“It’s A Brum Ting” has been the signature tune of the past fortnight as Birmingham hosted the Commonwealth Games. So what is it about Birmingham, why is it so great? Armed with a cheap cheap day return rail ticket I set out several weeks back to discover if Birmingham Street Art is what Goldie, Trevor Francis and Banksy (might have) appreciated about the UK’s “Second City” ™.
Justin Sola, Void One & Mose78
The art started right outside the train station, FokaWolf was well represented as was Brummy staple Tempo, of whom more later.
Gent 48 is a giant of Birmingham’s street art scene so perhaps it was either fitting, or just inevitable, that the first mural spotted was by Gent48, painted in January this year when Birmingham was sorting out the torch relay for the opening of the Commonwealth Games. The mural features Haseebah Abdullah, England’s first hijab-wearing boxing coach and Salma Bi, who founded the first all Asian women’s cricket team.
The one flag planted in my vague, unplanned plan was to locate Birmingham’s 2019 Banksy. Tick the box, complete the set. The route took me through a cluster of architecturally fascinating buildings. London is quite staid by comparison, so many planning luddites have ensured our post war rebuilding lacks the surprise, flair and modernism a waddle around the centre of Birmingham will reveal. The interior of the Birmingham Library is so worth exploring for its design as well as its exhibition content.
Birmingham New Street by Alejandro Zaera-Polo
Birmingham Library interior
The route to the Banksy had already been mapped out by the Charm Bracelet trail by Mick Thacker and Mark Renn.
Birmingham Jewellery Quarter pavement plaque trail, Mick Thacker and Mark Renn
What’s to say about the Banksy on Vyse Street. Great placement, great use of the street furniture and a poignancy likely to rise as rampant inflation and fuel poverty drives up homelessness next winter. It is well preserved and thankfully no gallerist twat has laid his grubby “Preserving street art for private collectors” hands on it. So far. It’s a pig to photograph clearly and parts of its execution are a tad indifferent.
Banksy confirmed this stencil as genuine with a website message saying “God bless Birmingham. In the 20 minutes we filmed Ryan on this bench passers-by gave him a hot drink, two chocolate bars and a lighter – without him ever asking for anything.”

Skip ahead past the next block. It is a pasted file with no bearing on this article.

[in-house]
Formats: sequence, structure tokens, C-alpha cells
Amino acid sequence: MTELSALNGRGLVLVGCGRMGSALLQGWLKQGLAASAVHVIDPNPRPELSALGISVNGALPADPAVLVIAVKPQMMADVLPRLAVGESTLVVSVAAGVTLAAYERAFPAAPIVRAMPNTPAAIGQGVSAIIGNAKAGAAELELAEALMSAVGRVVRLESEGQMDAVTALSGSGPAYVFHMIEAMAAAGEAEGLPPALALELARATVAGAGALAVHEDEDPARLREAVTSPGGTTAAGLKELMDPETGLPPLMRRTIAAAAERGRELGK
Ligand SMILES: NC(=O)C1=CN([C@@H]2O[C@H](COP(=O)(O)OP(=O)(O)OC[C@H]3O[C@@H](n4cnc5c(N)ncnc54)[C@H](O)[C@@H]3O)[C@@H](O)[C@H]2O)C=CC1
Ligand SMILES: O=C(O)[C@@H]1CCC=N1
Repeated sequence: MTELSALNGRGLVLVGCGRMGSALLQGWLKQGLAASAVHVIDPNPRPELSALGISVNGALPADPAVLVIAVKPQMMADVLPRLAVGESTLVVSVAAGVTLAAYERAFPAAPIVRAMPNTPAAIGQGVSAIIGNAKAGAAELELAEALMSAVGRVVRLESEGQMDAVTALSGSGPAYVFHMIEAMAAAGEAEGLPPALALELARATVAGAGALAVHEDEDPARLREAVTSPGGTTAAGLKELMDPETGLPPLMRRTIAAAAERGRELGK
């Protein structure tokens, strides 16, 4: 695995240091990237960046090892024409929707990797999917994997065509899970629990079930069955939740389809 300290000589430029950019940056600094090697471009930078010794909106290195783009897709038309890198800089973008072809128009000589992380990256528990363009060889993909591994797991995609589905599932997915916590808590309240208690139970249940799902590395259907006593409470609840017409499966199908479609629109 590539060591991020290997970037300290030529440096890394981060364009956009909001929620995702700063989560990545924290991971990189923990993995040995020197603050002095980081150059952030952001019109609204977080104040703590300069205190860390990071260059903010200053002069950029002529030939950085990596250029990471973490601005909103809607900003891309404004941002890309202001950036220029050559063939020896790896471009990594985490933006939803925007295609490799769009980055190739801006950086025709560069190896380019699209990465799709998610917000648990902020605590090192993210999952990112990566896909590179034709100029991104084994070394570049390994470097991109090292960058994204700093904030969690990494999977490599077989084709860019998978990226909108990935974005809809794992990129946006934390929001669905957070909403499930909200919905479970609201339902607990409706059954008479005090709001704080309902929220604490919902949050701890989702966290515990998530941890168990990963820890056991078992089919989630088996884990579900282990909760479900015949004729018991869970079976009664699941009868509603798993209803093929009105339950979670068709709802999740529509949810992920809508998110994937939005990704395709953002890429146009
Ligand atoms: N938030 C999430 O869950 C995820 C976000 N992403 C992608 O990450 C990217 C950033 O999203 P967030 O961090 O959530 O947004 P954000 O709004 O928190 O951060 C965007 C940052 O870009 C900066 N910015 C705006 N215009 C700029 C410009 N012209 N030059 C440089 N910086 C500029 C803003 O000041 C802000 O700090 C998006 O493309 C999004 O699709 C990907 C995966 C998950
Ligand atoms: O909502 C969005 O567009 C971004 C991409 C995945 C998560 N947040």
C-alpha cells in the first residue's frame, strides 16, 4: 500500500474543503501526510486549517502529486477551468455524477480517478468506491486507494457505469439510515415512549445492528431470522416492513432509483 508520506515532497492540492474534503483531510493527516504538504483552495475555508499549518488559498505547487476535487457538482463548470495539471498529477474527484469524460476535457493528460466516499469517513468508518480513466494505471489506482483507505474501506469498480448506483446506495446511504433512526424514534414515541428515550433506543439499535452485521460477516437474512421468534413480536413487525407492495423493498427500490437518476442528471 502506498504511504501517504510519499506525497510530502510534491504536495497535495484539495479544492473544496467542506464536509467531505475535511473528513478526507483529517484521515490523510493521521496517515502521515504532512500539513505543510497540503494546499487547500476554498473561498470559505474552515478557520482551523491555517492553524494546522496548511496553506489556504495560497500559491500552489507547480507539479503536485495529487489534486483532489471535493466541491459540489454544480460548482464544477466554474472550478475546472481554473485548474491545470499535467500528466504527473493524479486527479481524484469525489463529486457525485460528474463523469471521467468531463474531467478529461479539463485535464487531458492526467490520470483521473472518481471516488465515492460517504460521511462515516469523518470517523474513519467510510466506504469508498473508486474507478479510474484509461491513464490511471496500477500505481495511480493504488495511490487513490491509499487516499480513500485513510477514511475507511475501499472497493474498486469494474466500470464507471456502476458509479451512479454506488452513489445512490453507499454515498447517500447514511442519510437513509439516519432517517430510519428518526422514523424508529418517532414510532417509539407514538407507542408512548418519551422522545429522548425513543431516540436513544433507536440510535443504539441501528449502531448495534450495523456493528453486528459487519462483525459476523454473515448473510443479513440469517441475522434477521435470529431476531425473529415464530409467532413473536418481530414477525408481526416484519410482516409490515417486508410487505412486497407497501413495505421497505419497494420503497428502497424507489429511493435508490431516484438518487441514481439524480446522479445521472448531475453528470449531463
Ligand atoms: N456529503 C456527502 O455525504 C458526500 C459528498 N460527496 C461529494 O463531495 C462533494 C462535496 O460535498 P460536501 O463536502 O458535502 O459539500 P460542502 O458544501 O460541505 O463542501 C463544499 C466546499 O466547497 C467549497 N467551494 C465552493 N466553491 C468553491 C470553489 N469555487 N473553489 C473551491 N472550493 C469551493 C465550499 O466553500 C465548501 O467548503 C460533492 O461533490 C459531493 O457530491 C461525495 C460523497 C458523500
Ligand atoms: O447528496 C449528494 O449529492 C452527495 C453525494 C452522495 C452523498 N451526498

Arriving in Birmingham I expected graffiti; thanks to an awareness of its recent history of street art festivals I expected murals; I wasn’t fully prepared for the brilliant explosion of sticker art. Every lamppost, traffic light, street sign and pole had been claimed by sticker art, one of my favourites being the huge variety of brace faces by Tempo who we used to see fairly frequently in London 10 or so years ago.
When Tempo was up in London our main delight was his large circular non permissioned paste-ups so finding a number of larger spraypainted murals was a pleasure.
Other sticker artists included Wreck1, Lisk Bot, Never A Servant, the legend Fokawolf and a very impressive scattering of the playful and rare (to me at least) street art of Pahnl.
Werck1, Lisk Bot
Fokawolf & “Titty”
Pahnl pictogram installation
Pahnl sign subversion
Birmingham embraces adventurous and exciting architecture but the ancient brick and steam midlands’ post-industrial relics co-exist alongside the modern. Graff was popping up in some breathtaking spots and with more canals than Venice (Brummies say), canal-side vistas in particular are worth hunting out.
Birmingham & Fazeley Canal
River Rea graff
Farmers Bridge Locks
Paste-up action in the vicinity was fairly limited, the paste-up hall of fame hunt will have to wait till the next visit.
Void One, Foka Wolf
The urban huddle of car parks, streets and old factories in Digbeth just to the east of the city centre forms an amazing gallery. It is dominated by amazing murals, some appear to be permission murals liable to change, some look like relics of street art festivals with tags acknowledging “City of Colours” (2014 – 16) and “HighViz Festival” (2019-21) as well as our perpetual favourite – get up and get away with it.
Chance plays a key role in street art spotting in a city you haven’t explored before. There is the chance of what artists are “up” at that moment, your experience, your sample will possibly be completely different to anyone else before or after. Also, what route do you take across the urban spider web of streets, alleys and paths? From A, B may be sought by going right then left; or you can turn left then go right, that’s two different street art galleries right there. While slaloming through the mainly industrial streets from Digbeth back to the train station, a glance over the shoulder into an open door revealed a delicious collection of political and tribute murals inside a fortuitously empty car park.
Void One memorial tribute mural to Arthur Labinjo-Hughes, Astro (UB40) and Captain Tom
Donald Trump by Gent 48, Character and graff by Ziner
NHS Joker by Void One
Malcolm X and Martin Luther King by Title
Theresa May by Title
A good street art city should house a collection which is too vast for you to cover in your limited time, especially on a one day visit. It should also have change, renewal, vibrant health and life and Birmingham’s street art scene has both of these. It is hard to put it better than Birmingham’s own Prince Of Darkness when Black Sabbath reunited last Sunday (Paranoid at 1 min exactly) for a spine tingling surprise set (iplayer, some areas, go to 2 hours exactly, next 3 months) at the Commonwealth Games closing ceremony:
“You are the best…..Birmingham forEVVVAAAAAHHHHHHHHHH”
Gent 48 instagram
Tempo 33 instagram
Banksy website (Please tell Banksy you found him through Shoreditch Street Art Tours)
All Photos Dave Stuart
52 Birmingham street art photos